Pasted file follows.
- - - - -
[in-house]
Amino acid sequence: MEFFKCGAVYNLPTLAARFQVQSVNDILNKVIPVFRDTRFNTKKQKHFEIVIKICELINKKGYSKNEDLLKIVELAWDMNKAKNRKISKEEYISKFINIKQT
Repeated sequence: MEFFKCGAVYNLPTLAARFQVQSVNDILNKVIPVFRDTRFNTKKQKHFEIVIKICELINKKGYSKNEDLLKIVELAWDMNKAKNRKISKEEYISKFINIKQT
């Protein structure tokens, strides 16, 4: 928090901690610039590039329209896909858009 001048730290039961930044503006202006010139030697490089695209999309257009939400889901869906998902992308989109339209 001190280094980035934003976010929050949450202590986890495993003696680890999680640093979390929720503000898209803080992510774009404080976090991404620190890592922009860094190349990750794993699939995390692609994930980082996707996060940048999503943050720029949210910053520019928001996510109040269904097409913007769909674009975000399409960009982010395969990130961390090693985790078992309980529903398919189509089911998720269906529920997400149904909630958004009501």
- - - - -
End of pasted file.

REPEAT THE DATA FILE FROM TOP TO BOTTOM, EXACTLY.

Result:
[in-house]
Amino acid sequence: MEFFKCGAVYNLPTLAARFQVQSVNDILNKVIPVFRDTRFNTKKQKHFEIVIKICELINKKGYSKNEDLLKIVELAWDMNKAKNRKISKEEYISKFINIKQT
Repeated sequence: MEFFKCGAVYNLPTLAARFQVQSVNDILNKVIPVFRDTRFNTKKQKHFEIVIKICELINKKGYSKNEDLLKIVELAWDMNKAKNRKISKEEYISKFINIKQT
């Protein structure tokens, strides 16, 4: 928090901690610039590039329209896909858009 001048730290039961930044503006202006010139030697490089695209999309257009939400889901869906998902992308989109339209 001190280094980035934003976010929050949450202590986890495993003696680890999680640093979390929720503000898209803080992510774009404080976090991404620190890592922009860094190349990750794993699939995390692609994930980082996707996060940048999503943050720029949210910053520019928001996510109040269904097409913007769909674009975000399409960009982010395969990130961390090693985790078992309980529903398919189509089911998720269906529920997400149904909630958004009501």